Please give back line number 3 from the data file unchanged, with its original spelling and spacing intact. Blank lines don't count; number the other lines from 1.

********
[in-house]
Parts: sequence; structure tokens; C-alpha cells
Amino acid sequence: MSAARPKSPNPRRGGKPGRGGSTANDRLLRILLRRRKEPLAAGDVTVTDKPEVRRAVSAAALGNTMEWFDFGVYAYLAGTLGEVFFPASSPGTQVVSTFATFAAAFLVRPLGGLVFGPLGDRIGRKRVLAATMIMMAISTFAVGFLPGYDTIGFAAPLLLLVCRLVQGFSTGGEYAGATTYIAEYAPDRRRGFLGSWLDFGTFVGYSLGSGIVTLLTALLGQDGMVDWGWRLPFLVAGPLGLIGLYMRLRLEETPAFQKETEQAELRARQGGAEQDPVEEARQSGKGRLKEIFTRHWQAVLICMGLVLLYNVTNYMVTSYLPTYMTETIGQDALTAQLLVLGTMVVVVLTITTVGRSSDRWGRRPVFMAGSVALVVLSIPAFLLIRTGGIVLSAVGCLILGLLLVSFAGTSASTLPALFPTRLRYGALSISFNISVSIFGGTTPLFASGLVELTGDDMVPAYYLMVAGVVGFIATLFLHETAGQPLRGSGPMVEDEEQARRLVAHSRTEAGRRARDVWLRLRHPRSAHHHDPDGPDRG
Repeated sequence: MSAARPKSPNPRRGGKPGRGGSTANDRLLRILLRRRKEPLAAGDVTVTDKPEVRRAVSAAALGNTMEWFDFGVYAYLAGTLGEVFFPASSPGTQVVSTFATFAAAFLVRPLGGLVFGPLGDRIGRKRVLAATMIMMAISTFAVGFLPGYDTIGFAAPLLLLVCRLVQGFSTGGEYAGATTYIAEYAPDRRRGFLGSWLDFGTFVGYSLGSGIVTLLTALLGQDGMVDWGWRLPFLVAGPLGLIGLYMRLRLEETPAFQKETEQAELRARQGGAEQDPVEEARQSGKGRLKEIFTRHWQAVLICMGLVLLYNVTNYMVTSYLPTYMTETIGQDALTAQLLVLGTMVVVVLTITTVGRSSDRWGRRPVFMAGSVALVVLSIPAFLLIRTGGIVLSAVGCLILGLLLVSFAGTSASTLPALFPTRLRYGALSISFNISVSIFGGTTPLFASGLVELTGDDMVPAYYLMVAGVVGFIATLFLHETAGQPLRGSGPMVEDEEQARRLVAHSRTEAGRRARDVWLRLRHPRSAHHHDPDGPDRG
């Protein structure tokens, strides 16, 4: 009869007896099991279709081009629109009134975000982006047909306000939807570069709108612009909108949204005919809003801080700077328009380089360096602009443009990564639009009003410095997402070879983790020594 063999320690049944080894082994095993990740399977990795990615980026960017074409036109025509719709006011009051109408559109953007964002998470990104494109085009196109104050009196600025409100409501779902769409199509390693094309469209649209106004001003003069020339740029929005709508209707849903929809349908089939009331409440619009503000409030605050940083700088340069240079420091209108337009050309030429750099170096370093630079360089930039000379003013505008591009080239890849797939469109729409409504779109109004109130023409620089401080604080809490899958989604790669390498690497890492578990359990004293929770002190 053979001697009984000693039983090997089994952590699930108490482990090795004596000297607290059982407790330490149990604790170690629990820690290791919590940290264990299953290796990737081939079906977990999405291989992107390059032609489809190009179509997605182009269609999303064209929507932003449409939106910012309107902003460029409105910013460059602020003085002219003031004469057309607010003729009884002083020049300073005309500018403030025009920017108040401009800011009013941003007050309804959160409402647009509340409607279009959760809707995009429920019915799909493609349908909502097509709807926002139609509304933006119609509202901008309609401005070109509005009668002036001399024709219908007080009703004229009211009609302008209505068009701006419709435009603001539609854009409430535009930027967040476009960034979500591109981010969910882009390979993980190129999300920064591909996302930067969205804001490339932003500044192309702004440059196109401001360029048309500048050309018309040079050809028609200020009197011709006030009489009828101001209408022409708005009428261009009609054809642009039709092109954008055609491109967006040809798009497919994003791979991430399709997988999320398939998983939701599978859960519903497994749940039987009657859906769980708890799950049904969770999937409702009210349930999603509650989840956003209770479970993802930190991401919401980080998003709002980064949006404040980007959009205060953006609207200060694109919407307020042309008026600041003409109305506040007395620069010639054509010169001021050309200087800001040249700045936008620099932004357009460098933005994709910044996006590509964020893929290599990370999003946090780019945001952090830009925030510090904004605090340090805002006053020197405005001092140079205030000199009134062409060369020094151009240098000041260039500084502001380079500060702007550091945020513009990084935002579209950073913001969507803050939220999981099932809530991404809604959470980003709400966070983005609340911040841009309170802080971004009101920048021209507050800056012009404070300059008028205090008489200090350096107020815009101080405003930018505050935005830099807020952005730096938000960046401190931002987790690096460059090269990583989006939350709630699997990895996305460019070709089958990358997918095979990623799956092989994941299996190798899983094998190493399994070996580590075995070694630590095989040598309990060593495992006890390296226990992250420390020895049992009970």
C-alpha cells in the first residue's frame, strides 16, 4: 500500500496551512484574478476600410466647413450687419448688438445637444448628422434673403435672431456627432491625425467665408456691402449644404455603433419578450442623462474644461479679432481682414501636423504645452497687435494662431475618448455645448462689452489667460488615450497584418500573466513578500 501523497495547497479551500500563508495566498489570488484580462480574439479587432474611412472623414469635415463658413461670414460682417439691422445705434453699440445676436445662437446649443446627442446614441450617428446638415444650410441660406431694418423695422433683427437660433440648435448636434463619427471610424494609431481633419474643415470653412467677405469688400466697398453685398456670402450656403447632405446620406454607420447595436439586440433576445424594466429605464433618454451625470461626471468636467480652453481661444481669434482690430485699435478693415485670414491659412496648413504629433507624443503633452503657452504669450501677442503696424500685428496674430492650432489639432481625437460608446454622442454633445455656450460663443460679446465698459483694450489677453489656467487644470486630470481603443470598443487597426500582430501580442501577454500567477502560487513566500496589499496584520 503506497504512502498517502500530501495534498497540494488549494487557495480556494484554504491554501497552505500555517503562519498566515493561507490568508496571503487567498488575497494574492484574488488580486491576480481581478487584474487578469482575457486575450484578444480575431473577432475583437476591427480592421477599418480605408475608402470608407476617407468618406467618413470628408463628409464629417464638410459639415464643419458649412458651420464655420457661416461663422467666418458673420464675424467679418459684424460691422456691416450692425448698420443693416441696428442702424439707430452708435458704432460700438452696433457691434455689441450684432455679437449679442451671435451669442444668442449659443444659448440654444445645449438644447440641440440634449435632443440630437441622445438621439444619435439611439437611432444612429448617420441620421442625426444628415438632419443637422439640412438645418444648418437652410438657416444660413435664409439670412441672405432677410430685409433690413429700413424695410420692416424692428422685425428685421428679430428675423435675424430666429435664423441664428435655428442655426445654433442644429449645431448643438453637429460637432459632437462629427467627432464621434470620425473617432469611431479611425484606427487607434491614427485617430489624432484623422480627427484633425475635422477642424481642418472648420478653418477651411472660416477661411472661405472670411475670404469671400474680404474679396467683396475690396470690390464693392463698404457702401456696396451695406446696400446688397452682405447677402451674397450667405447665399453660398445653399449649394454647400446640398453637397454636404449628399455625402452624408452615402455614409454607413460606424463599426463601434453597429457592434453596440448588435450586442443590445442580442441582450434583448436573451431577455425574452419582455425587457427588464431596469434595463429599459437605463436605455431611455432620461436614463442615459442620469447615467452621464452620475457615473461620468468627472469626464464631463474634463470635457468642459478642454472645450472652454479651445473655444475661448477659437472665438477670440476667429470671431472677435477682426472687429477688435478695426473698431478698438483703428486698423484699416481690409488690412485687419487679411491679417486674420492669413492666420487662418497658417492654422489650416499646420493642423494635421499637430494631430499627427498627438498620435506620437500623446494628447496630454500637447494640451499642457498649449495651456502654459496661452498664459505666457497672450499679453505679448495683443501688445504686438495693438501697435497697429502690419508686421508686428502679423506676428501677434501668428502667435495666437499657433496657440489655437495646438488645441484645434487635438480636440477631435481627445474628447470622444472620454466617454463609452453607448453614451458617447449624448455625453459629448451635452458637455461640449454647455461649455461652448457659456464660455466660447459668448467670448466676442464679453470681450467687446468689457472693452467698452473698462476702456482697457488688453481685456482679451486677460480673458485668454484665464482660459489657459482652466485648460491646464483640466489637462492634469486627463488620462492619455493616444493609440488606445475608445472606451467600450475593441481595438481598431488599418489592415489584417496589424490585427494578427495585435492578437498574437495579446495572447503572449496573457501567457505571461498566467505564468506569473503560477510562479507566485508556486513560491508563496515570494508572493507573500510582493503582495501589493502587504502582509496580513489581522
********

Amino acid sequence: MSAARPKSPNPRRGGKPGRGGSTANDRLLRILLRRRKEPLAAGDVTVTDKPEVRRAVSAAALGNTMEWFDFGVYAYLAGTLGEVFFPASSPGTQVVSTFATFAAAFLVRPLGGLVFGPLGDRIGRKRVLAATMIMMAISTFAVGFLPGYDTIGFAAPLLLLVCRLVQGFSTGGEYAGATTYIAEYAPDRRRGFLGSWLDFGTFVGYSLGSGIVTLLTALLGQDGMVDWGWRLPFLVAGPLGLIGLYMRLRLEETPAFQKETEQAELRARQGGAEQDPVEEARQSGKGRLKEIFTRHWQAVLICMGLVLLYNVTNYMVTSYLPTYMTETIGQDALTAQLLVLGTMVVVVLTITTVGRSSDRWGRRPVFMAGSVALVVLSIPAFLLIRTGGIVLSAVGCLILGLLLVSFAGTSASTLPALFPTRLRYGALSISFNISVSIFGGTTPLFASGLVELTGDDMVPAYYLMVAGVVGFIATLFLHETAGQPLRGSGPMVEDEEQARRLVAHSRTEAGRRARDVWLRLRHPRSAHHHDPDGPDRG